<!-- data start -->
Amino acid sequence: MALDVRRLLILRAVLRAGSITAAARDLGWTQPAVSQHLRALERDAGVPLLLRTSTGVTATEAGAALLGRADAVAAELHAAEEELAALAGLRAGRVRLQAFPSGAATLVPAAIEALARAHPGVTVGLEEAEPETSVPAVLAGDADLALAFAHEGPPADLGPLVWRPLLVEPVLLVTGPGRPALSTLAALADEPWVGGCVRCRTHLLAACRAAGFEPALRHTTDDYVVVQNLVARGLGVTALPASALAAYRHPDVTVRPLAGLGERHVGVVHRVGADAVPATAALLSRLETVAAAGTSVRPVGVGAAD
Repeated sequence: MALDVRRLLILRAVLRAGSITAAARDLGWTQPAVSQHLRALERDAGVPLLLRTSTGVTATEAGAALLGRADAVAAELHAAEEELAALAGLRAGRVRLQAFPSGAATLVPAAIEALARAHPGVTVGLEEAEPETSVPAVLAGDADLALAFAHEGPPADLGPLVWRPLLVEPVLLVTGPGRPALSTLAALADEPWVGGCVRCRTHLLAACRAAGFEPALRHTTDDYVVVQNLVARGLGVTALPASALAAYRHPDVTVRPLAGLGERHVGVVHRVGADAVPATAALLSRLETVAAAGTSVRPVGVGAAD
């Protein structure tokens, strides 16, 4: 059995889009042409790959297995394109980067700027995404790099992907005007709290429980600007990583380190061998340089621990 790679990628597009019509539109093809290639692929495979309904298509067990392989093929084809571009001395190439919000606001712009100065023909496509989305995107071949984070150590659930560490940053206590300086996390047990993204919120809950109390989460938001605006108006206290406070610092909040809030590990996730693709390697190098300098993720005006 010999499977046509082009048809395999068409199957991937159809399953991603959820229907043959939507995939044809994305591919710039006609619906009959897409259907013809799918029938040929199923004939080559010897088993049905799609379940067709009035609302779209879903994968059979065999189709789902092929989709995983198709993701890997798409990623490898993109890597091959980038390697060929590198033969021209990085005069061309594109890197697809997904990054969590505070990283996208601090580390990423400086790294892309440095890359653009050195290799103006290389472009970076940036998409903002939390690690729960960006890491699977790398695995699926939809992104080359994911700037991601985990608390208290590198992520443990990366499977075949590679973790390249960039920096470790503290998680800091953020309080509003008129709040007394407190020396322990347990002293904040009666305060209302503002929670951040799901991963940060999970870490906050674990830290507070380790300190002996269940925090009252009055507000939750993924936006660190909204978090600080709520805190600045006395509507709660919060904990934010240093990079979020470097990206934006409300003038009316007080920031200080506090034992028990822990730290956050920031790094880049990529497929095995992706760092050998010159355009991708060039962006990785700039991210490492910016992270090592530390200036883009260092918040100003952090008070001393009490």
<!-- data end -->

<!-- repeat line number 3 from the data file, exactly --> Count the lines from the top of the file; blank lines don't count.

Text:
């Protein structure tokens, strides 16, 4: 059995889009042409790959297995394109980067700027995404790099992907005007709290429980600007990583380190061998340089621990 790679990628597009019509539109093809290639692929495979309904298509067990392989093929084809571009001395190439919000606001712009100065023909496509989305995107071949984070150590659930560490940053206590300086996390047990993204919120809950109390989460938001605006108006206290406070610092909040809030590990996730693709390697190098300098993720005006 010999499977046509082009048809395999068409199957991937159809399953991603959820229907043959939507995939044809994305591919710039006609619906009959897409259907013809799918029938040929199923004939080559010897088993049905799609379940067709009035609302779209879903994968059979065999189709789902092929989709995983198709993701890997798409990623490898993109890597091959980038390697060929590198033969021209990085005069061309594109890197697809997904990054969590505070990283996208601090580390990423400086790294892309440095890359653009050195290799103006290389472009970076940036998409903002939390690690729960960006890491699977790398695995699926939809992104080359994911700037991601985990608390208290590198992520443990990366499977075949590679973790390249960039920096470790503290998680800091953020309080509003008129709040007394407190020396322990347990002293904040009666305060209302503002929670951040799901991963940060999970870490906050674990830290507070380790300190002996269940925090009252009055507000939750993924936006660190909204978090600080709520805190600045006395509507709660919060904990934010240093990079979020470097990206934006409300003038009316007080920031200080506090034992028990822990730290956050920031790094880049990529497929095995992706760092050998010159355009991708060039962006990785700039991210490492910016992270090592530390200036883009260092918040100003952090008070001393009490």